(ITU) (Yonhap Interview) Take risks, be visible, says blind interpreter
By Kang Yoon-seung
BUSAN, Nov. 2 (Yonhap) -- Jacques Salvador is one of the numerous interpreters working at the International Telecommunications Union (ITU) Plenipotentiary Conference being held in Busan, where statements and documents are delivered in six official U.N. languages.
While other colleagues are holed up in booths and immersed in watching the screens and looking at notes, Salvador does not rely on any visual information. Instead, he uses only his ears and hands to "read" from a Braille terminal.
Despite being completely blind, Salvador has worked around the globe as an interpreter. The goal of connecting the world through telecommunication and technology, the central agenda for the ITU, is, in a way, embodied in him.
"I've always had problems of sight all my life, but I became completely blind at 18," Salvador, 46, said in his interview Friday with Yonhap News Agency. Based in Geneva, the French-born interpreter served in a multitude of international organizations, including the ITU, the U.N., and the World Health Organization. He speaks French, English, Russian, Spanish and Italian.
French-born interpreter Jacques Salvador at the venue of the International Telecommunications Union Plenipotentiary Conference being held in Busan on Oct. 30, 2014. (Yonhap)
While the secret to learning numerous languages lies in passion, it was the recent advancement in technologies that enabled him to utilize his skills and develop his career.
"Now thanks to ICT, and thanks to the whole work done by the ITU to allow disabled people to access to new technologies, we don't have major problems in accessing to texts," Salvador said, showing his smartphone with voice features that allow him to "hear" screens.
Salvador said policymakers around the globe should think about applying ICT (information, communication, technology) for people like him rather than providing short-term financial support.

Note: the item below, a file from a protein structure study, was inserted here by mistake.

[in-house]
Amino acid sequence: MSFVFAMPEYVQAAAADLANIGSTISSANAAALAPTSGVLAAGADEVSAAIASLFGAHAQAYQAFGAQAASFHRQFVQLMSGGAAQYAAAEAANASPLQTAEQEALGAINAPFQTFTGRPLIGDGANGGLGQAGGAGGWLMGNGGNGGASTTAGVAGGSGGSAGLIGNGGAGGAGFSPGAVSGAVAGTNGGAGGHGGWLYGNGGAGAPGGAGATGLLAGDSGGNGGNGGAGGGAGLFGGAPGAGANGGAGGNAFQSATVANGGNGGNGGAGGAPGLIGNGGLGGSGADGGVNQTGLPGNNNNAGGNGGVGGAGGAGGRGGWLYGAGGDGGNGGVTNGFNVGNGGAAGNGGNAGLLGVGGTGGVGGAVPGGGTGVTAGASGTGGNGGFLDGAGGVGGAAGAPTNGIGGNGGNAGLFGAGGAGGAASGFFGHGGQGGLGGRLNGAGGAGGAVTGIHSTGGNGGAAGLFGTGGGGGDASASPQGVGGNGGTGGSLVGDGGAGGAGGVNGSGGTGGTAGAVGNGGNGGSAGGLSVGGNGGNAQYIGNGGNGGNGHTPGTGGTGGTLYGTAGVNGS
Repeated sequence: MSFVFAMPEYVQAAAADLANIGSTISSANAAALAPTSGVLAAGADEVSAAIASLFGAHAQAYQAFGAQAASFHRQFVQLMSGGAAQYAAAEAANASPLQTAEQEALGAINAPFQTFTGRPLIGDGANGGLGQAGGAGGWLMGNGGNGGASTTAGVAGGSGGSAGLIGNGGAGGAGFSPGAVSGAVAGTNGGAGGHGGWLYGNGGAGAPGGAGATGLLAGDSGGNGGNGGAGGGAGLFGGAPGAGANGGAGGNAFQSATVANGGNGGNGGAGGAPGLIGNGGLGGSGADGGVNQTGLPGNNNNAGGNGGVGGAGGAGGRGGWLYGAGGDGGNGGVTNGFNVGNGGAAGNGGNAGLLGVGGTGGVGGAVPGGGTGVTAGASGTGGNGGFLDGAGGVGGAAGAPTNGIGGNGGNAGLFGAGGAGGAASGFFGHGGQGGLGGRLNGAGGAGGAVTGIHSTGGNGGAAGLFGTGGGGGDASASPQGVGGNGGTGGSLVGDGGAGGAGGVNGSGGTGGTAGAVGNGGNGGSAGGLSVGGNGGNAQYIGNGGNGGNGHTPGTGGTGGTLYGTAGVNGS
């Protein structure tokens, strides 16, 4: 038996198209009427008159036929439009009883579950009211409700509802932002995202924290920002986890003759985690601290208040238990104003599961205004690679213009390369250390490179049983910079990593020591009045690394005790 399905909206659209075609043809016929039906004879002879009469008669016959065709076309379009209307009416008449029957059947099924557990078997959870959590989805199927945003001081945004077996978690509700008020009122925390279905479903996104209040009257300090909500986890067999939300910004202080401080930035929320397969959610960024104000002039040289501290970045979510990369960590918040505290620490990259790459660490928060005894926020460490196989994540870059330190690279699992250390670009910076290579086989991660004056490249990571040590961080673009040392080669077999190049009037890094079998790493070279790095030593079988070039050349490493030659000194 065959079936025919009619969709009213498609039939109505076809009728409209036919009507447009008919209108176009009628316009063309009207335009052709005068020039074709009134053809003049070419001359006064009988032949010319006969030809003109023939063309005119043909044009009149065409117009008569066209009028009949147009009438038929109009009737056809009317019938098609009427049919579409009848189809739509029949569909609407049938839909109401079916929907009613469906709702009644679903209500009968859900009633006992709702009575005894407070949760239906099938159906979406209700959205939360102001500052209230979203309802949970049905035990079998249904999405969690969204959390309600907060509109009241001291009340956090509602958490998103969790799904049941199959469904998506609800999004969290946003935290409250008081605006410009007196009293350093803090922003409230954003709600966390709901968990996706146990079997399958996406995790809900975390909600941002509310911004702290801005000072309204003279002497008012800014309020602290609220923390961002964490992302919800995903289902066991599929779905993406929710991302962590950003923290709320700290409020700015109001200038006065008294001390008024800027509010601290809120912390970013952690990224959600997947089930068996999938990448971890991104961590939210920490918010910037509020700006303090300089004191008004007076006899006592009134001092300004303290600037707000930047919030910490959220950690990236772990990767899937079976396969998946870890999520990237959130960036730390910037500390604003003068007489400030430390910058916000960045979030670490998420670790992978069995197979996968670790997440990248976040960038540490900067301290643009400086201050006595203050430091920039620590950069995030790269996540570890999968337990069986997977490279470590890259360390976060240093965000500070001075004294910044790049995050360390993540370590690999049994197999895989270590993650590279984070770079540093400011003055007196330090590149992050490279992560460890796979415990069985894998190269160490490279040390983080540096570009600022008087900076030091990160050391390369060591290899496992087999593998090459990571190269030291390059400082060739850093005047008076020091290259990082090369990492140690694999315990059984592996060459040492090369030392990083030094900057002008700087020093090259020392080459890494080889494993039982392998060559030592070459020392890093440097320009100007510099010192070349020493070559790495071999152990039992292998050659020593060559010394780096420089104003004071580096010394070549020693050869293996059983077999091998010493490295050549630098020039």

He acknowledges that such ICT support will be costly. The Braille terminal that he uses costs around 8,000 euros (US$10,100)
"There is cost, and this cost must be shared within the whole user population, and not just by disabled people. If the cost is shared, it will be painless. If the cost is not shared, it will be extremely painful," Salvador said.
"Too many disabled people who are perfectly intelligent and have perfect capacity have no jobs," he said. "What we want is not to depend on welfare but to have a normal life."
The interpreter said he can "balance" the difficulties in his work by concentrating extra hard. However, despite such efforts, Salvador said the true wall is the discrimination, being prejudged unfairly due to his physical condition.
"People were not very used to it. Some chief interpreters see (hiring people with disabilities) as sort of risks. For example, (they ask) simple questions like 'Are you going to be on time at the booth? Are you going to rely on your colleagues to do this and this? And so on," he said. "All these are just not true."
Salvador said he has never been late to a booth, and people eventually regret such remarks. "Discrimination is due to ignorance and lack of visibility," he said.
One of the most memorable moments of his career was when he interpreted for the head of the U.N., Salvador said.
"When I interpreted for U.N. Secretary General Ban Ki-moon, I was in my booth, he was in the room. He did not even know a blind interpreter interpreted him. And that means I did my job like everybody else," he said.
The interpreter encouraged the young with disabilities to continue making efforts. "Take the risk, don't be afraid. Be visible," he said.